Kasambahay bill: A case study
MANILA, Philippines - Analyn Acosta has been working for three years as a maid here in Manila.
Every month, she receives P2,500 as salary, which is not enough to support her two sons back in Bacolod.
She complains she does not receive any benefits, and that she even has to wait 3 months to have a day off, which often does not even last a day.
"Tiis lang para sa anak," she says.
Two weeks ago, she finally mustered enough courage to leave her employers and apply in an agency.
There, she is assured of at least P4,000 in salary and benefits.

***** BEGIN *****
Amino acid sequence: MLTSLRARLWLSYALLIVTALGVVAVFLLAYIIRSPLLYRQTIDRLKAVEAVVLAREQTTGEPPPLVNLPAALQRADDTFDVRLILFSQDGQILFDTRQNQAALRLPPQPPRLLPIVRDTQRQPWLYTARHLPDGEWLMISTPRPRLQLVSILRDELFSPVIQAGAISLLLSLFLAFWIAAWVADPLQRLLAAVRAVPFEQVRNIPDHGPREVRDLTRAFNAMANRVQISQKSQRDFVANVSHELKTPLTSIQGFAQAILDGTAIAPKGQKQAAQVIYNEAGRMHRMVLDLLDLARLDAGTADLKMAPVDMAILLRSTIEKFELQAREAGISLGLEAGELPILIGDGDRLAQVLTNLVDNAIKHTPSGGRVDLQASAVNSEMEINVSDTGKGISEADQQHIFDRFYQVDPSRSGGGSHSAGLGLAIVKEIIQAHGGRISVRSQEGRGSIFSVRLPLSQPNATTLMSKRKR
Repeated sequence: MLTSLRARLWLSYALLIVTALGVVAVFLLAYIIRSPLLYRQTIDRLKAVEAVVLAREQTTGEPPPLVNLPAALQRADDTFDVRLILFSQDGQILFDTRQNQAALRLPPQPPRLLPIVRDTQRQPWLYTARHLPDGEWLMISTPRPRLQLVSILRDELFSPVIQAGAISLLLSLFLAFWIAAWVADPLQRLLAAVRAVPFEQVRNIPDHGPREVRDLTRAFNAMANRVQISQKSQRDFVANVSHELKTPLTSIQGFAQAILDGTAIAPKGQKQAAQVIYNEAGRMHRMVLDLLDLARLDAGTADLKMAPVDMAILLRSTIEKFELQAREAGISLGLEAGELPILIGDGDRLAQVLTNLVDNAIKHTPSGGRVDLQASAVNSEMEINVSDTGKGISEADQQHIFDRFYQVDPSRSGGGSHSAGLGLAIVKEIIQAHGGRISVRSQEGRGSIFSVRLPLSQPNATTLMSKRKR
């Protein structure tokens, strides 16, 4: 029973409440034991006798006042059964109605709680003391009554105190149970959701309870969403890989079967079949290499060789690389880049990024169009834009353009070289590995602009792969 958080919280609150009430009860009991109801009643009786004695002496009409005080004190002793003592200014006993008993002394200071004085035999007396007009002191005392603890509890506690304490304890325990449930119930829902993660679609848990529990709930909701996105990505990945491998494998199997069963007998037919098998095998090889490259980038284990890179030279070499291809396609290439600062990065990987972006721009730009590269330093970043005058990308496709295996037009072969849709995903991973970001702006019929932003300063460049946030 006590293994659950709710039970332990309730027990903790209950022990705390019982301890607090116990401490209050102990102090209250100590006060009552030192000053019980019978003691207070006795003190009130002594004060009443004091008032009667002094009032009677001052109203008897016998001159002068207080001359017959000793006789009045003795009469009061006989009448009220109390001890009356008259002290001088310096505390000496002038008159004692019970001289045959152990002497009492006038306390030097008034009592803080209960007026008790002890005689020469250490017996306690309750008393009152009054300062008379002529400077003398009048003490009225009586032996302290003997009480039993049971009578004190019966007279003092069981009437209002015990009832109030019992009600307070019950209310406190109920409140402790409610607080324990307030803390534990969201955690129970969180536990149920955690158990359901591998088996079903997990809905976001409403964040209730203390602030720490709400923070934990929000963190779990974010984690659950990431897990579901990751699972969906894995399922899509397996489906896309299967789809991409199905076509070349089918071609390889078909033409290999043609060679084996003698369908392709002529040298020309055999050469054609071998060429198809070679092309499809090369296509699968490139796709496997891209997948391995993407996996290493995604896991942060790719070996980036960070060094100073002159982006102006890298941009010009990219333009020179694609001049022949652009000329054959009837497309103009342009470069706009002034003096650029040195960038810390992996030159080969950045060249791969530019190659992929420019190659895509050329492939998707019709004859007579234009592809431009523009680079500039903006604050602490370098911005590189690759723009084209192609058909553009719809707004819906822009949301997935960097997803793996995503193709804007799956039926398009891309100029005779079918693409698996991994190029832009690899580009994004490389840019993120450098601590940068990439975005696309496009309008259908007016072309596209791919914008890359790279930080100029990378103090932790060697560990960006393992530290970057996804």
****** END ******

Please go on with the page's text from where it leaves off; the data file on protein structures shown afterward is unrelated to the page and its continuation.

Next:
Not all maids, however, have the luxury of being protected by an agency like Analyn.
According to Diwa party-list Rep. Em Aglipay, most of them are abused and overworked for a low pay.
This is the reason why she chose to revive the Kasambahay Bill in the 15th Congress.
According to the Kasambahay Bill, maids in the National Capital Region will be paid a minimum of P 3,500 monthly.
Those in chartered cities and first-class municipalities will get P3,000, while P2,000 will be pegged in other areas.
They will also be entitled to other benefits like 13th month pay, Social Security System and PhilHealth coverage, as well as 14 days vacation leave per year.
Aglipay is positive that the Kasambahay Bill will be approved in the 15th Congress.
The International Labor Organization’s data in 2004 showed there were at least 2.5 million Filipinos working locally as a domestic helpers, most of them females.